All through middle school and high school, Megan Blunk excelled in sports. She ran track and played basketball in middle school. At Peninsula High School she played soccer, fast pitch, basketball, volleyball and ran track.
On July 20, 2008 – two months after graduating from PHS – her life changed forever.
“I got into a motorcycle accident in Belfair,” Blunk said. “I broke my back and became paralyzed from the waist down.”
She spent the next two-and-a-half years in therapy, trying to walk again.
It was a rough time, but her friends and family rallied around her.
“Without our community – the KP and Gig Harbor people – she wouldn’t be where she is today,” said Megan’s dad, David Blunk. “There’s so much love and support among the people that it’s just amazing.”
At her mother,Wendy Ricketts’ urging, Megan said she got her degree from Tacoma Community College in 2010, but she wasn’t sure what to do after that.
“I was pretty sad and pretty lost. I cried practically every day. I thought I couldn’t really do anything any more, like play sports,” she said.
She tried playing wheelchair basketball for teams in Tacoma and Seattle, “… but it wasn’t as high a level as I wanted. I got really frustrated because I didn’t have the coaching and level of play I was used to. I had to learn to set up plays and to maneuver around people,” she said.
Then in the summer after her TCC graduation, Blunk went to a basketball camp in Texas and met coach Patty Cisneros.
“It was eye-opening,” she recalled. “She had a great attitude and was fun to be around. She taught me better mechanics and I played with college girls. They played really fast and helped me play at a higher level. I fell in love with the game there. Wheelchair basketball is the same game, but more strategic. It’s really a team sport – you depend more on your teammates,” Blunk said.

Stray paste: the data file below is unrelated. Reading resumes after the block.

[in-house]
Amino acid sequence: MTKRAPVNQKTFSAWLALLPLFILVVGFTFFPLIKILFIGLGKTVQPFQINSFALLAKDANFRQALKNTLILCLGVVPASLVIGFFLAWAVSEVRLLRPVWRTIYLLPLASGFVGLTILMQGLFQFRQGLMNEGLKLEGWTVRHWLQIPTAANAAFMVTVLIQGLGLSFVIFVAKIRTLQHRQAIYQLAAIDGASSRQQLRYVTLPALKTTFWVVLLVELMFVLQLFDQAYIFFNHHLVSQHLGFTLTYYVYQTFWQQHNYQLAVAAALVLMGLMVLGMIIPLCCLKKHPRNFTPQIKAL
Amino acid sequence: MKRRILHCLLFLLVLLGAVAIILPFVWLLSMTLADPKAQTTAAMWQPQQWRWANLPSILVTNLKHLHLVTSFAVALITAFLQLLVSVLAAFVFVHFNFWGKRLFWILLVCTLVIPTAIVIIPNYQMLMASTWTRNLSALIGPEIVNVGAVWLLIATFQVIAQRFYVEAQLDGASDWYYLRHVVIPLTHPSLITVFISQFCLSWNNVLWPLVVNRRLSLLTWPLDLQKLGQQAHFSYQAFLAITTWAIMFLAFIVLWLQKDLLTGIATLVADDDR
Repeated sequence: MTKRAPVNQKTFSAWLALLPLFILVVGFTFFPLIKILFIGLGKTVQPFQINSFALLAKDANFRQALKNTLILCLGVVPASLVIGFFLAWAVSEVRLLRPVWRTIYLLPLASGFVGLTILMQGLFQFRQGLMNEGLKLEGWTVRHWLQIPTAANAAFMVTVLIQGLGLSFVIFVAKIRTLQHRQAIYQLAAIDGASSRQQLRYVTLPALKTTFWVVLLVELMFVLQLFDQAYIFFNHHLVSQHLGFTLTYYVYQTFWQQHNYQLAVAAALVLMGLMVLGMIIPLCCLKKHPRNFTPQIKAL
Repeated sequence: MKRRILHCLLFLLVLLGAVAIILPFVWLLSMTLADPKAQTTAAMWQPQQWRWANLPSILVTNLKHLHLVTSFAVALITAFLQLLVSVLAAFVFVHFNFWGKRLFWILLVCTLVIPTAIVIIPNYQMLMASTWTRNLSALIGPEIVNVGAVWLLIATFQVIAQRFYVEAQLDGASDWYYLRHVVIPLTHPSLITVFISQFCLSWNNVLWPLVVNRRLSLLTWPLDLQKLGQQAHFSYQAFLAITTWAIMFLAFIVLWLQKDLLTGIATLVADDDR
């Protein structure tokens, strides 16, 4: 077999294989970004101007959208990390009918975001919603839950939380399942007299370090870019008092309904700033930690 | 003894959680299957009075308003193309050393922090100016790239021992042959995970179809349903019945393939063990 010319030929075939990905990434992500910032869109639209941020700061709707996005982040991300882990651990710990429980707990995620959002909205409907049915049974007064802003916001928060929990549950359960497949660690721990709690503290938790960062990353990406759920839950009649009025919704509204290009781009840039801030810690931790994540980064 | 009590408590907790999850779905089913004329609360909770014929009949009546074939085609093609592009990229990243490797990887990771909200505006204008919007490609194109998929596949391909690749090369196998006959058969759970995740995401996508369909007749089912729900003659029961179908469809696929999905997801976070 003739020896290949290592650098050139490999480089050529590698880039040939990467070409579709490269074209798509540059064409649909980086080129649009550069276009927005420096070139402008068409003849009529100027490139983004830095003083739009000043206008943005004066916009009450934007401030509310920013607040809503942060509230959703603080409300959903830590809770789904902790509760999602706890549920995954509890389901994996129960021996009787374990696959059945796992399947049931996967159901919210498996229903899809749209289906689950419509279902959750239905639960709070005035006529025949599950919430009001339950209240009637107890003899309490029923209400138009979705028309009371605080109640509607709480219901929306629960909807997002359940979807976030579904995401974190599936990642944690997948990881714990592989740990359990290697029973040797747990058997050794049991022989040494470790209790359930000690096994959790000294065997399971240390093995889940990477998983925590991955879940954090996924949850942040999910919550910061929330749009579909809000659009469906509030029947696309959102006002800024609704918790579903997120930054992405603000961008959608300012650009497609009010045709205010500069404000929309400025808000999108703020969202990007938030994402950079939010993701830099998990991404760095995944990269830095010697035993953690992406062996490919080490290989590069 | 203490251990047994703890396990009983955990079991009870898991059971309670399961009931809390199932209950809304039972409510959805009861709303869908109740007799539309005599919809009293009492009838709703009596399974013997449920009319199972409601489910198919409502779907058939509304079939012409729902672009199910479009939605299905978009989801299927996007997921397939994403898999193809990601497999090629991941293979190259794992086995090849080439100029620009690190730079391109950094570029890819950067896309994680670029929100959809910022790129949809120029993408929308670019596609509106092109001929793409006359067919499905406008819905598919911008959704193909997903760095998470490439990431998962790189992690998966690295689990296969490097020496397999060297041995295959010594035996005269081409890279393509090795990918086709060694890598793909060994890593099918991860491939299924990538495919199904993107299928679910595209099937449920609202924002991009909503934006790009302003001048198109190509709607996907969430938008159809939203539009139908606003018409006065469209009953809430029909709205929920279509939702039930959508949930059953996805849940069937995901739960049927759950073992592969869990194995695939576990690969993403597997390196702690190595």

When she returned home from the basketball camp, she searched for similar competitive opportunities and heard about a college camp in Seattle. She said a coach from the University of Illinois saw a lot of potential in her.
“He asked me to try out for the school. It was an eye-opening trip once again, because I never thought I’d go to a four-year university,” she said.
Blunk was offered full scholarships to four colleges: Alabama, Arizona, Whitewater and Illinois.
“I chose Illinois over all the other schools,” she said. She’s the first one in her family to go to college.
But a few months before she moved to Illinois in August 2012, fate intervened again and Blunk started rowing with the Gig Harbor Canoe and Kayak Club.
“Coach Alan Anderson has made a big impact on my life. He did everything he could and worked with me every day. I practiced every day learning to kayak, even though I couldn’t steer because I couldn’t move my feet,” she said.
“When I got down on myself, he’d ask if I wanted him to get out his violin. He treated me just like everyone else. That was pivotal in my life.”
After several grueling tryout sessions, on April 7 of this year, Blunk got word that she had made the Women’s USA National Wheelchair Basketball team. She’ll spend July and August at training camps and playing against teams from other countries.
“There will be tryouts every year,” she said, “and next year’s team goes to World in Rio, then the next team goes to the 2016 Paralympics. Each year there will be more competition than the year before.”
She’s also training for a kayaking tournament this May in Gig Harbor.
“Then I’ll go to New York in July to qualify to go to Germany. Then after that I’ll try to qualify for the World (Kayak) Championships,” she added.
Blunk, 23, has come full circle – from star athlete in junior high and high school, to accident victim, to budding Olympian in two sports.
She and her family credit their community for helping her get there. “I’m overwhelmed by the love and support the people of the Key Peninsula and Gig Harbor have given us,” David Blunk said.
“This whole experience has taught me how much strength I have,” Megan Blunk said. “I couldn’t have done any of this without my family and my friends. It’s what keeps me going. It’s the only thing that’s gotten me through this.”